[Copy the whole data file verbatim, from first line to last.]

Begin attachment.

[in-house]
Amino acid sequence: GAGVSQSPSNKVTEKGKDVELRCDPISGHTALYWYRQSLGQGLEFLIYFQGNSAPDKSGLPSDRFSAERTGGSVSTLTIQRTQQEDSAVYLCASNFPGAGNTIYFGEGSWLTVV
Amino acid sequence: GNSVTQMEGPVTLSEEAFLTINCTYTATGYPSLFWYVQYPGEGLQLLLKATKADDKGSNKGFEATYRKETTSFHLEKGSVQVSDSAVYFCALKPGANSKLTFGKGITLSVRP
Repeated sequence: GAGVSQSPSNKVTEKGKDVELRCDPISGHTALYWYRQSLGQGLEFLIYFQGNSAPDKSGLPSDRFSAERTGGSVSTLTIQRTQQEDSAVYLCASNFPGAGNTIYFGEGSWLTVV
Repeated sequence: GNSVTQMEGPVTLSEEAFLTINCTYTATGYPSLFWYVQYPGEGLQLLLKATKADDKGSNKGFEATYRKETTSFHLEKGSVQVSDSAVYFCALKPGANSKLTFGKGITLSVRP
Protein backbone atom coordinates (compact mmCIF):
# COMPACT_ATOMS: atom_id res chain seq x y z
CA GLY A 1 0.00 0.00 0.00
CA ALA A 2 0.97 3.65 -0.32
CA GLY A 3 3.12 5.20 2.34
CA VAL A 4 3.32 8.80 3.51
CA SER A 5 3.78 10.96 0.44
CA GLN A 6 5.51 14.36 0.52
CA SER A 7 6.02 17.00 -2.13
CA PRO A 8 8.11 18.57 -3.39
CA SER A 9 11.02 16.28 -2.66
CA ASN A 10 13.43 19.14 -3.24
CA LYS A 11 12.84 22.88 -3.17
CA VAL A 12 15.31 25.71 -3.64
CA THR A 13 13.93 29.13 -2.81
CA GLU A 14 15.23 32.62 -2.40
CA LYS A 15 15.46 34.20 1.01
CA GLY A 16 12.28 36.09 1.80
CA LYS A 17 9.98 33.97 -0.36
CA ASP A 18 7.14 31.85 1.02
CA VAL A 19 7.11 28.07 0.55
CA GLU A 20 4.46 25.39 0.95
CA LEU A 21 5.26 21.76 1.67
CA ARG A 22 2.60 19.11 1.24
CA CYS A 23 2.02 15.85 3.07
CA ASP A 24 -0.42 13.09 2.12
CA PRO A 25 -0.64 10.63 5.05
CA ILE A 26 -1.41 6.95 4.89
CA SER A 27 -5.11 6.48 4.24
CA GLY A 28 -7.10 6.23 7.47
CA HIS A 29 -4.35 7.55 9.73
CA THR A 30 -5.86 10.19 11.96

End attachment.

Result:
[in-house]
Amino acid sequence: GAGVSQSPSNKVTEKGKDVELRCDPISGHTALYWYRQSLGQGLEFLIYFQGNSAPDKSGLPSDRFSAERTGGSVSTLTIQRTQQEDSAVYLCASNFPGAGNTIYFGEGSWLTVV
Amino acid sequence: GNSVTQMEGPVTLSEEAFLTINCTYTATGYPSLFWYVQYPGEGLQLLLKATKADDKGSNKGFEATYRKETTSFHLEKGSVQVSDSAVYFCALKPGANSKLTFGKGITLSVRP
Repeated sequence: GAGVSQSPSNKVTEKGKDVELRCDPISGHTALYWYRQSLGQGLEFLIYFQGNSAPDKSGLPSDRFSAERTGGSVSTLTIQRTQQEDSAVYLCASNFPGAGNTIYFGEGSWLTVV
Repeated sequence: GNSVTQMEGPVTLSEEAFLTINCTYTATGYPSLFWYVQYPGEGLQLLLKATKADDKGSNKGFEATYRKETTSFHLEKGSVQVSDSAVYFCALKPGANSKLTFGKGITLSVRP
Protein backbone atom coordinates (compact mmCIF):
# COMPACT_ATOMS: atom_id res chain seq x y z
CA GLY A 1 0.00 0.00 0.00
CA ALA A 2 0.97 3.65 -0.32
CA GLY A 3 3.12 5.20 2.34
CA VAL A 4 3.32 8.80 3.51
CA SER A 5 3.78 10.96 0.44
CA GLN A 6 5.51 14.36 0.52
CA SER A 7 6.02 17.00 -2.13
CA PRO A 8 8.11 18.57 -3.39
CA SER A 9 11.02 16.28 -2.66
CA ASN A 10 13.43 19.14 -3.24
CA LYS A 11 12.84 22.88 -3.17
CA VAL A 12 15.31 25.71 -3.64
CA THR A 13 13.93 29.13 -2.81
CA GLU A 14 15.23 32.62 -2.40
CA LYS A 15 15.46 34.20 1.01
CA GLY A 16 12.28 36.09 1.80
CA LYS A 17 9.98 33.97 -0.36
CA ASP A 18 7.14 31.85 1.02
CA VAL A 19 7.11 28.07 0.55
CA GLU A 20 4.46 25.39 0.95
CA LEU A 21 5.26 21.76 1.67
CA ARG A 22 2.60 19.11 1.24
CA CYS A 23 2.02 15.85 3.07
CA ASP A 24 -0.42 13.09 2.12
CA PRO A 25 -0.64 10.63 5.05
CA ILE A 26 -1.41 6.95 4.89
CA SER A 27 -5.11 6.48 4.24
CA GLY A 28 -7.10 6.23 7.47
CA HIS A 29 -4.35 7.55 9.73
CA THR A 30 -5.86 10.19 11.96